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- Photo: CNCD-11.11.11 / CC BY-NC-SA 2.0
SOL | 26 August 2021
Urgent mobilisation against the signing of the Samoa Agreement to succeed the Cotonou Agreement
by Jacques Berthelot ([email protected])
The Cotonou Agreement linking the ACP (African, Caribbean and Pacific) countries to the European Union (EU) was in force from 23 June 2000 to 28 February 2020 but has been extended until formal signature by the EU Council of Ministers and the European Parliament in November 2021 and by the ACP Heads of State, for implementation in January 2022.
The Agreement was concluded between the chief negotiators (foreign or trade ministers) in December 2020 and initialled on 15 April 2021 in Samoa by Togo’s Foreign Minister, Robert Dussey, for OACPS (Organisation of African, Pacific and Caribbean States) and by Jutta Urpillainen, the EU Commissioner for International Partnerships.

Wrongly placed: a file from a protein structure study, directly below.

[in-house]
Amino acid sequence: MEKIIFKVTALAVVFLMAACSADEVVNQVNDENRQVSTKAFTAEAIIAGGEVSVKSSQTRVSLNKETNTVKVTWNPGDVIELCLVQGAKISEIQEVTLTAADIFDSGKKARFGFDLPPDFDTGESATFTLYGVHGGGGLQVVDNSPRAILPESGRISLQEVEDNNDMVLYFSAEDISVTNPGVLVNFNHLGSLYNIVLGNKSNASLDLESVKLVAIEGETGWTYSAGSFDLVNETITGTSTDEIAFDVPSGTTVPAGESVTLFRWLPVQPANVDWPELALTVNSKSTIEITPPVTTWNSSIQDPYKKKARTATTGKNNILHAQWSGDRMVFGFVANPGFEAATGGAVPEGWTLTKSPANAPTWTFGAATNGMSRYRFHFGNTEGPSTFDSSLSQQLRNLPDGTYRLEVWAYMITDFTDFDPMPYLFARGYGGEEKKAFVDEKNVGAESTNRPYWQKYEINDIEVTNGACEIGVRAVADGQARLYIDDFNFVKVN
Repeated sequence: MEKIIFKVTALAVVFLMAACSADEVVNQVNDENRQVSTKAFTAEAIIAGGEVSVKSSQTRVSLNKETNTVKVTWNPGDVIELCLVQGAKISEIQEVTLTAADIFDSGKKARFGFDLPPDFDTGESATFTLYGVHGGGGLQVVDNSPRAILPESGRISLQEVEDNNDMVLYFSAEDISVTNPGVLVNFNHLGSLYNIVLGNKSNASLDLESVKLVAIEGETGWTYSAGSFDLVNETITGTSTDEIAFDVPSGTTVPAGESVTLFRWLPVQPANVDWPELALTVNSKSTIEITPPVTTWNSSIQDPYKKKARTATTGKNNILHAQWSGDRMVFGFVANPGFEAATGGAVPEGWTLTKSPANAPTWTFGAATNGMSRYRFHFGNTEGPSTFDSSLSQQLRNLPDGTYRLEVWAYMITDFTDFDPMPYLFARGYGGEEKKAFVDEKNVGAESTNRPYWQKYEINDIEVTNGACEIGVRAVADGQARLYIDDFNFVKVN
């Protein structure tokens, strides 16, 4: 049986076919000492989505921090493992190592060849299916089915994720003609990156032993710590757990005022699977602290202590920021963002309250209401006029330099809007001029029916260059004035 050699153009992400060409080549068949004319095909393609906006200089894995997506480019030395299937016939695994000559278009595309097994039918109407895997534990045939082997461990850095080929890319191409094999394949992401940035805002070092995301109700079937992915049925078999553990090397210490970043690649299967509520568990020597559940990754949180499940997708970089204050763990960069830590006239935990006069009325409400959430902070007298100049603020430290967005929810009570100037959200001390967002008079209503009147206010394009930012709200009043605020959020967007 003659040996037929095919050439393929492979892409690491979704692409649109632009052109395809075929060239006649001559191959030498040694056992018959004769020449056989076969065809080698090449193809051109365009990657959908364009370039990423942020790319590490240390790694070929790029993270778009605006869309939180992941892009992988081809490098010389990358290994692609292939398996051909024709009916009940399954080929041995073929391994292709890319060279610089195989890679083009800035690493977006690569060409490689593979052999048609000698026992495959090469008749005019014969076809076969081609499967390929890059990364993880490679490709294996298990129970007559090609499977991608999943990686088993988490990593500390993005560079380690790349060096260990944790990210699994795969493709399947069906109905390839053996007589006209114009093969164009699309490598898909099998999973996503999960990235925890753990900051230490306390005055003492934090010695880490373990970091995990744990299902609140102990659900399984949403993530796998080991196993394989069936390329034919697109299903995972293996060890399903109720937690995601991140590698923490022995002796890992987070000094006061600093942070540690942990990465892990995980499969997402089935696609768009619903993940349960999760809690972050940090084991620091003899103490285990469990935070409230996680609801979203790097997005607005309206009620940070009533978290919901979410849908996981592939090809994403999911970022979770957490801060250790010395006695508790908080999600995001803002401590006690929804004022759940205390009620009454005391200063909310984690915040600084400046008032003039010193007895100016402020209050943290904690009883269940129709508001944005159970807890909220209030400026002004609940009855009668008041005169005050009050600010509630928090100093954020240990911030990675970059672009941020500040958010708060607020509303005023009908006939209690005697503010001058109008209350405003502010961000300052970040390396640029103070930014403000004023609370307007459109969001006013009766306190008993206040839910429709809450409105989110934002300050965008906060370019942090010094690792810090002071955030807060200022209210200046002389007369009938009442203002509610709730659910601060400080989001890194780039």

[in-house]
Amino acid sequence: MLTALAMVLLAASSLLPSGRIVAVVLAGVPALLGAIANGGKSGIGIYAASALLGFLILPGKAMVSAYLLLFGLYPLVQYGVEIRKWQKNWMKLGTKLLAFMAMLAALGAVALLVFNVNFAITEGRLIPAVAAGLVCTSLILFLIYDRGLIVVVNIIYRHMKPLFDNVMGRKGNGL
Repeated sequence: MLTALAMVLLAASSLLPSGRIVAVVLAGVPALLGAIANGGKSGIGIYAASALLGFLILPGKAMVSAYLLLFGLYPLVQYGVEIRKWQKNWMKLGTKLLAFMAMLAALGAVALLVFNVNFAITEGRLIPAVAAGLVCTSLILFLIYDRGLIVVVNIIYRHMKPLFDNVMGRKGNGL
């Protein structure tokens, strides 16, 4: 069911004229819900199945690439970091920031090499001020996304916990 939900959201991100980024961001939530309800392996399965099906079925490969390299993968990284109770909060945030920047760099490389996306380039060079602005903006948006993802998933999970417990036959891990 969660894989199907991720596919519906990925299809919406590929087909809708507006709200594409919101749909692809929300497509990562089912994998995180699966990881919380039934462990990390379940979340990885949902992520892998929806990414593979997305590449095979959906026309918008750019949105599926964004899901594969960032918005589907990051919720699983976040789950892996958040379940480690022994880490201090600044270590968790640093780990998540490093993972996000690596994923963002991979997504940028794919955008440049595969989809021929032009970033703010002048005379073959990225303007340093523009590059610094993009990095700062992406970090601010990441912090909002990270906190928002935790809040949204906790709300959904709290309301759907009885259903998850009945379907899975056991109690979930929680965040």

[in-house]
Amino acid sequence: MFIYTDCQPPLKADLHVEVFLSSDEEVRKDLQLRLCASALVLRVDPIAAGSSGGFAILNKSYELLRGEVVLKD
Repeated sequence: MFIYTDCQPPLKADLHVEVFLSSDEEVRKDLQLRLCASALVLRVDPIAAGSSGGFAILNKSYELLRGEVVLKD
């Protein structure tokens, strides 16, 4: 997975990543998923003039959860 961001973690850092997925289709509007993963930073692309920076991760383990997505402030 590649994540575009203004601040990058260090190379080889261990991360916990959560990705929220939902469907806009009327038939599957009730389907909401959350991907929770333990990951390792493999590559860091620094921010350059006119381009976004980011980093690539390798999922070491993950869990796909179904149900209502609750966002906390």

Given the very negative record of the EPAs (Economic Partnership Agreements) for ACP countries, already in West Africa (WA) where the interim EPAs (EPAi) of Côte d’Ivoire and Ghana, implemented since the end of 2016, are destroying the regional integration process2, it would be contradictory for the WA Presidents to sign the Samoa Agreement, in particular that of Nigeria, Muhamadou Buhari, who refused to sign the regional EPA. This new agreement is based on a deepening of the EPAs, their extension to the so-called Singapore issues: services, competition, public procurement, intellectual property and investment.